McBeth said the U. received 130 proposals to review by the end of August, the deadline for submissions.
A committee will narrow them down to the best 10 ideas by October, and those teams will each receive $10,000 along with all the resources available from the university to help further develop those ideas, McBeth said. Those ideas will go before a community advisory board in November where the top three ideas will be selected, she added.
"Those top three ideas will then compete against the other nine ideas (from the remaining schools) and from those 12, Schmidt Futures will pick the top four or five and each will receive $1 million," she said. This process will occur this year and next year, she said, with an entirely new round of ideas and participants vying for another pool of $1 million awards in 2019 based on a slightly different topic under the umbrella of shared prosperity and decreasing inequality.
"This challenge brings a real focus on how do we make sure we sustain and continue the thriving nature of America's middle class," McBeth said. "The middle class is such an important part of our American democracy. If you look back at the Constitution and what was written in it from the days of our Founding Fathers, this notion of having an educated and thriving middle class to support our democracy has been embedded from the very beginning."
Lead researcher Pam Perlich, the director of demographic research at the Kem C. Gardner Policy Institute at the U., said the increasing wealth disparity has pushed people formerly entrenched in the middle class out into a situation of social and economic uncertainty.
In defining the term, she said people who consider themselves middle class have a place in the social hierarchy that provides security as well as community standing and allows them to live a comfortable lifestyle that also offers hope for the future.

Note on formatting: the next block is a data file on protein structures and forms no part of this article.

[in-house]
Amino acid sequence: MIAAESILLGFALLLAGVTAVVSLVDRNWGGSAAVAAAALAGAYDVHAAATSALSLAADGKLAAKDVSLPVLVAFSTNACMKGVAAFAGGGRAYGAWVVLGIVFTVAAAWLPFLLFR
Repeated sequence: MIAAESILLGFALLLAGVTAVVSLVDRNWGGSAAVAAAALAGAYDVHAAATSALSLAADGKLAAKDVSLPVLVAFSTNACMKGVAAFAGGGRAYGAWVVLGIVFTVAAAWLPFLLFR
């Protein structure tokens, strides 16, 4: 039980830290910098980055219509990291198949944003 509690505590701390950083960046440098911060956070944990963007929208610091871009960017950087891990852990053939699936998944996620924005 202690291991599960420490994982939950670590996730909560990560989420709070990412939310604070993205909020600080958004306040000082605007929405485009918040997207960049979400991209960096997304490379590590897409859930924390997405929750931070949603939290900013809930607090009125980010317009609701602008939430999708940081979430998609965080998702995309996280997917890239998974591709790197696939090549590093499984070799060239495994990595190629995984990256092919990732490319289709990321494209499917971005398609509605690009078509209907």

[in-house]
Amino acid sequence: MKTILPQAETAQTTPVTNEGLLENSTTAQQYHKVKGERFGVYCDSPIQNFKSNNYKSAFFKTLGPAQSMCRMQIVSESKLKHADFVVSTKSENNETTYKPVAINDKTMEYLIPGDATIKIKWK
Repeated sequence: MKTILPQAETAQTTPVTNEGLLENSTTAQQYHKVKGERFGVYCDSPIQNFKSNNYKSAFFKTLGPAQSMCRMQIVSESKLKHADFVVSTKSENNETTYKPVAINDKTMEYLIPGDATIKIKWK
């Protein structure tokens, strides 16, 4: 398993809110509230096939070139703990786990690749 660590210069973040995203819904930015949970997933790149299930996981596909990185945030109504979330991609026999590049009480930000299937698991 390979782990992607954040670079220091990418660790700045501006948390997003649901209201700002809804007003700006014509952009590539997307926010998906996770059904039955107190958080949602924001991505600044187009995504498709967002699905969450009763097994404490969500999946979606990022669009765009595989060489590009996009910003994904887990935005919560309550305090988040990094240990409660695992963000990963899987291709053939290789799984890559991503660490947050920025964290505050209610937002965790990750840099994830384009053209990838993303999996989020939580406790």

"You have enough security in your day-to-day life that you're able to picture a future for yourself and for your loved ones where you can see a path forward passed those day-to-day struggles," she explained. "(Of late) there has been this widening divide between the people who have been able to take advantage of the new economy and the people who aren't."
Perlich said beginning in about 1980, changing economic factors started to shift opportunities for prosperity away from the those who previously found them attainable. No longer can individuals expect to reach the middle class with only a high school education, she explained.
"If you are highly educated in the current environment, this long bull stock market and this economic recovery have richly rewarded you," she said. "But if you are in the emerging group of people who didn't have the advantage of those things, then you have become more and more insecure."
She said more individuals and families have slipped into the more fragile and vulnerable lower-middle class where one crisis could threaten their very ability to keep a roof over their heads. The aim of the American Dream Ideas Challenge is to find ideas to address those very concerns and figure out ways to reverse the trend, she said.
"We need to re-engineer the infrastructures of opportunity to fit the new conditions of the economy and our communities and the populations that are here," Perlich said.
Contributing: Associated Press